Criticism gets people snarling. And downright on the defensive. Men are strange creatures who are so enamoured of their images that they happily wallow in narcissism. Artists are particularly touchy, and those who make motion pictures or star in them are even more so.
Francois Truffaut, the legendary movie critic who went on to become a master auteur-director, was once banned from the Cannes Film Festival. In a gripping biography of his, Antoine de Baecque and Serge Toubiana write: Shortly before the opening of the Cannes Film Festival, he (Truffaut) published an article in the April 20, 1957 issue of “Arts” predicting the worst academicism.
On May 15, when the festival was almost over, Truffaut drove home the point, once again in “Arts”: ‘You are all witnesses in this trial: French cinema is dying from its false legends’. The following week, he delivered his final blow: ‘Cannes: a failure dominated by compromises, schemes and faux pas’. According to Truffaut, the French film industry was producing ‘too many mediocre films’, too much of that ‘quality cinema’ he had been denouncing for nearly four years, restricted to narrow formulas, manufactured artificially in obsolete studios, with polished screenplays and actors, fossilized and flaunting a haughtiness and scorn for novelty and youth”.
Truffaut had his sweet revenge the following year, when he returned to the Festival with his first feature, The 400 Blows, and won the Best Director Prize.
A few years ago, the French film industry decided not to hold Press shows before a movie opened. This way, it felt, it could get its first weekend box-office jingling -- unhindered by unfavourable comments. But French critics were not to be beaten. They bought tickets, saw the first show and published or telecast their reviews the following day.
Tamil cinema has been equally averse to criticism. There are no Press shows for Tamil movies, and usually newspaper reviews take a day or two or even longer to appear. Bhama Devi Ravi’s column in the Chennai edition of The Times of India does appear a day after a film hits the screens, which is usually a Friday. But The New Indian Express’s Malini Mannath does not file her piece before the following Monday.
In a scenario, where a movie makes its moolah during the first weekend and invariably from urban multiplexes (towns and villages, or B and C centres as they are known in the industry parlance, make little difference these days), delayed reviews give producers, distributors and exhibitors precious breathing time, especially since audiences in cities keenly follow media remarks. Mani Ratnam’s latest tri-lingual Raavanan/Raavan suffered also because the films in Hindi, Tamil and Telugu were ripped apart by critics, though justifiably so.
Sadly, Amitabh Bachchan went on the defensive, very foolishly citing bad editing as a reason for son Abhishek’s poor acting. The man could have remained quiet and dignified – like Ratnam has been. There has not been any word from him, though he does not take criticism lightly. He refused to meet or talk to me for many years after I had panned his “Bombay” (1995). However, in 2000, his “Alaipayuthey” impressed me, and I wrote precisely that. Ratnam called me, gave me an interview and it was all hunky-dory between the two of us after that.
Now, with my unflattering write-up of Raavanan/Raavan, I dread the kind of reception Ratnam will extend to me.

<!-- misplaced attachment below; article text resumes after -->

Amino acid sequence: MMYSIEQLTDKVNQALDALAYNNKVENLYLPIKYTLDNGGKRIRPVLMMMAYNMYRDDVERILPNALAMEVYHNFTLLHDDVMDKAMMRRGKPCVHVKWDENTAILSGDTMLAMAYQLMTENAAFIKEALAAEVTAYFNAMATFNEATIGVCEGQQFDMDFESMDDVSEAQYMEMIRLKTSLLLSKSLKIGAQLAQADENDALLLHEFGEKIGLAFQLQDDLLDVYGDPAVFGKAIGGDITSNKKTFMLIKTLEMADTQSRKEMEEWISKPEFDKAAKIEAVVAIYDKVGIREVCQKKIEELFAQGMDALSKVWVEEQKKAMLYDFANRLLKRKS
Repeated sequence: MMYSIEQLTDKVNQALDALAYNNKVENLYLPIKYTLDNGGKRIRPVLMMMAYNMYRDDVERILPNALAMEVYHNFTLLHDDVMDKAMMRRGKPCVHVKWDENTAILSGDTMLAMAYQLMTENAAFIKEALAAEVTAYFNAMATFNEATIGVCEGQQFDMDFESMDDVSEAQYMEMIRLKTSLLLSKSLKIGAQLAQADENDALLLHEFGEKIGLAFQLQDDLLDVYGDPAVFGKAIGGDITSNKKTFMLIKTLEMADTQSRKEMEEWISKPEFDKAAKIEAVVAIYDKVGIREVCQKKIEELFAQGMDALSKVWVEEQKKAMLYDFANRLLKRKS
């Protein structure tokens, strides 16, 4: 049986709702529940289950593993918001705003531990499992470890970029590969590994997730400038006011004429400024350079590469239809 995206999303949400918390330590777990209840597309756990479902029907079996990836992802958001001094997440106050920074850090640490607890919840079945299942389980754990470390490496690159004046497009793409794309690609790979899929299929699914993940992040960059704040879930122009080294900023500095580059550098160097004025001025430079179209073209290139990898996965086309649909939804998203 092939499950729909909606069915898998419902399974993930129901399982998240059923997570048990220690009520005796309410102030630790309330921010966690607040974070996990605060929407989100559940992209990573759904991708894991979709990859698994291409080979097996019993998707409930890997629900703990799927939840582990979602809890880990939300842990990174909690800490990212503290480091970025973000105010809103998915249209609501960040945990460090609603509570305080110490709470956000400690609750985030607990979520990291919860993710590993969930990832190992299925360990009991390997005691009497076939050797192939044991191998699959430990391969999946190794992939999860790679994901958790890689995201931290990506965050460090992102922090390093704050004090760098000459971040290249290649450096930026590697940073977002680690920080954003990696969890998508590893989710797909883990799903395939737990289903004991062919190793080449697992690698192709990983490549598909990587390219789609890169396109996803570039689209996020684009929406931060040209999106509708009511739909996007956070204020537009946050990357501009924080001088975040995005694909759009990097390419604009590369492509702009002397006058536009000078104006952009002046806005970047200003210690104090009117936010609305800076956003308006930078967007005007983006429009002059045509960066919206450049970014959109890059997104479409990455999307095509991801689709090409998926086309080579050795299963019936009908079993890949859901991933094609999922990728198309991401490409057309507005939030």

There have been others who have been livid with me. When I wrote that Shaji N. Karun’s Swaham had most people walking out of the theatre at the Cannes Film Festival, he was extremely annoyed, even though I was merely reporting a fact!
Nandita Das, who has always been a friend of mine, could never understand my mild criticism of her performance or movie. When I wrote that I did not find enough pain on her face during her reunion after many years with her daughter in Mani Ratnam’s Kannathil Muthamittal, and even added that it was purely a directorial lapse, she was upset. “How can you do this to a friend”, she shot at me over the telephone. As for her debut effort at helming, “Firaaq”, a single critical sentence in an otherwise laudatory review of mine got her agitated all over again.
It is not easy being a movie critic, for artists are terribly allergic to censure, and friends easily turn foes. I have tried telling people that they must understand I have a professional obligation, which is separate from the friendship I may share with them. And as long as my reviews do not slip into a nasty, personal attack, actors and directors should have no problems. In this context, I can well understand Shyam Benegal’s displeasure (though he did not mention it to the critic concerned) at a review that asked him to put his megaphone aside and take up gardening! This was certainly unfair, I would think. That Benegal chose to ignore this merely indicates his confidence in his work and ability. Which is a rarity in cinema, for most men and women are self-doubting Thomases who have no faith in themselves. A trace of criticism gets them on the boil.
Mannath, who can be strong with her views, follows a simple formula to avoid unpleasantness. She feels it best not to mingle with the movie fraternity. It can be embarrassing to run into somebody you may have been unkind to in your columns, she quips. Yet, Truffaut was very friendly with many of those who were not exactly his favourites. He had managed to maintain a splendid rapport with directors and actors. Often, his admiring interviews of directors/actors came soon after some of his harshest reviews of their work.
But, then everybody is not Truffaut. More importantly, he lived in a different era when a Festival like Cannes could turn around to honour him, completely erasing his caustic commentaries from its memory.